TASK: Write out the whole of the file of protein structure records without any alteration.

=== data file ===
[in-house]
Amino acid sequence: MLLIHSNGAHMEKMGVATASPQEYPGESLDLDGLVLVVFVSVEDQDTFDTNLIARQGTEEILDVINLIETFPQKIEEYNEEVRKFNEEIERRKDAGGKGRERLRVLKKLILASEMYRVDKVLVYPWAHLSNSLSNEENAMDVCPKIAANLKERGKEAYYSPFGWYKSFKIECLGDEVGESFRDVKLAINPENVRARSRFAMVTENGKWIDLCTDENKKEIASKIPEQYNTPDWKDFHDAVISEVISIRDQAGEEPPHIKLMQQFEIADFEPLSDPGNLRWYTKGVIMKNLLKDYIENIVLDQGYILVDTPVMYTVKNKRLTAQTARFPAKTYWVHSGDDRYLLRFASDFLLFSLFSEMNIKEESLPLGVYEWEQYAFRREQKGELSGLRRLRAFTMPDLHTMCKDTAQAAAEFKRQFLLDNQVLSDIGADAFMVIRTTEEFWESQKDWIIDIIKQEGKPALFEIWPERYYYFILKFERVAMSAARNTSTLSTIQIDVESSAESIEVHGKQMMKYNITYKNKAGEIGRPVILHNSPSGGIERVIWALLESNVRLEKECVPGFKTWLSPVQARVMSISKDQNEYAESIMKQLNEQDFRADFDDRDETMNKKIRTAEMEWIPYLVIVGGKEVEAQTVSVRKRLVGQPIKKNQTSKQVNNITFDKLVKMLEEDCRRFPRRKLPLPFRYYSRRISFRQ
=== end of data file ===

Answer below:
[in-house]
Amino acid sequence: MLLIHSNGAHMEKMGVATASPQEYPGESLDLDGLVLVVFVSVEDQDTFDTNLIARQGTEEILDVINLIETFPQKIEEYNEEVRKFNEEIERRKDAGGKGRERLRVLKKLILASEMYRVDKVLVYPWAHLSNSLSNEENAMDVCPKIAANLKERGKEAYYSPFGWYKSFKIECLGDEVGESFRDVKLAINPENVRARSRFAMVTENGKWIDLCTDENKKEIASKIPEQYNTPDWKDFHDAVISEVISIRDQAGEEPPHIKLMQQFEIADFEPLSDPGNLRWYTKGVIMKNLLKDYIENIVLDQGYILVDTPVMYTVKNKRLTAQTARFPAKTYWVHSGDDRYLLRFASDFLLFSLFSEMNIKEESLPLGVYEWEQYAFRREQKGELSGLRRLRAFTMPDLHTMCKDTAQAAAEFKRQFLLDNQVLSDIGADAFMVIRTTEEFWESQKDWIIDIIKQEGKPALFEIWPERYYYFILKFERVAMSAARNTSTLSTIQIDVESSAESIEVHGKQMMKYNITYKNKAGEIGRPVILHNSPSGGIERVIWALLESNVRLEKECVPGFKTWLSPVQARVMSISKDQNEYAESIMKQLNEQDFRADFDDRDETMNKKIRTAEMEWIPYLVIVGGKEVEAQTVSVRKRLVGQPIKKNQTSKQVNNITFDKLVKMLEEDCRRFPRRKLPLPFRYYSRRISFRQ